The underwater remains of what is thought to be Columbus’s flagship (Brandon Clifford) A re-examination of the photographic evidence taken during the 2003 initial survey of the site by Mr. Clifford and his son Brandon has also provided evidence which is consistent with the vessel being from Columbus’ era - including a probable early cannon of exactly the type known to have been on-board the Santa Maria.
When Clifford and his team returned to the site earlier this month, their intention was to definitively identify the cannon and other surface artefacts that had been photographed back in 2003. But tragically all the key visible diagnostic objects including the cannon had been looted by illicit raiders.
“We’ve informed the Haitian government of our discovery – and we are looking forward to working with them and other Haitian colleagues to ensure that the site is fully protected and preserved. It will be a wonderful opportunity to work with the Haitian authorities to preserve the evidence and artefacts of the ship that changed the world,” said Mr. Clifford.
“I am confident that a full excavation of the wreck will yield the first ever detailed marine archaeological evidence of Columbus’ discovery of America.” Christopher Columbus (Alamy)
“Ideally, if excavations go well and depending on the state of preservation of any buried timber, it may ultimately be possible to lift any surviving remains of the vessel, fully conserve them and then put them on permanent public exhibition in a museum in Haiti.
“I believe that, treated in this way, the wreck has the potential to play a major role in helping to further develop Haiti’s tourism industry in the future,” he said.
Mr Clifford, who discussed the wreck site with the President of Haiti, Michel Martelly last year, is one of the world’s most experienced explorers of underwater archaeological sites. He has carried out survey work on dozens of historic wrecks in different parts of the world over the past four decades – and was the discoverer and excavator of the world’s first fully verified pirate shipwreck, the Whydah, back in 1984, and more recently discovered Captain Kidd’s flagship off Madagascar.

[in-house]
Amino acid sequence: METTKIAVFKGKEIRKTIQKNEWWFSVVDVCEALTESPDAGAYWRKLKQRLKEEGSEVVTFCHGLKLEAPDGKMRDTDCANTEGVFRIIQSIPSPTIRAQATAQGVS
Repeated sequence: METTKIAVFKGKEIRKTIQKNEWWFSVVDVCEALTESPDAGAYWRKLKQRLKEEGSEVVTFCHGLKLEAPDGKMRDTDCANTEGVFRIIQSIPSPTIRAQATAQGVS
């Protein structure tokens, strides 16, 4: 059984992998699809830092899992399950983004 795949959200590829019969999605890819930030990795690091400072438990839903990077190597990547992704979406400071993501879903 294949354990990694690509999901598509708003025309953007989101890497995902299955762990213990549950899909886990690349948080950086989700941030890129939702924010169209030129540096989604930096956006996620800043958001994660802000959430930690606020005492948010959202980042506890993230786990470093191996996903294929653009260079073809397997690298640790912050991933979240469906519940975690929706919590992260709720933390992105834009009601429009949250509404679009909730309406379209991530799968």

The Santa Maria was built at some stage in the second half of the 15 century in northern Spain’s Basque Country. In 1492, Columbus hired the ship and sailed in it from southern Spain’s Atlantic coast via the Canary Islands in search of a new western route to Asia.
After 37 days, Columbus reached the Bahamas – but, just over ten weeks later, his flagship, the Santa Maria, with Columbus on board, drifted at night onto a reef off the northern coast of Haiti and had to be abandoned. Then, in a native village nearby, Columbus began building his first fort – and, a week later, leaving many of his men behind in the fort, he used his two remaining vessels to sail back to Spain in order to report his discovery of what he perceived as a new westerly route to Asia to his royal patrons - King Ferdinand and Queen Isabella of Spain.
(Source: Keith Pickering)
A leading American maritime archaeologist, Professor Charles Beeker of Indiana University, who accompanied Mr Clifford’s recent reconnaissance expedition to Haiti and who also carried out an underwater visual assessment of the site, says that it “warrants a detailed scientific investigation to obtain diagnostic artefacts”.
“There is some very compelling evidence from the 2003 photographs of the site and from the recent reconnaissance dives that this wreck may well be the Santa Maria,”
“But an excavation will be necessary in order to find more evidence and confirm that,” said Professor Beeker who is Director of the University of Indiana’s Office of Underwater Science.
The investigation into the wreck is being supported by the American TV network, the History channel, which has secured the exclusive rights to produce a major television programme on the subject.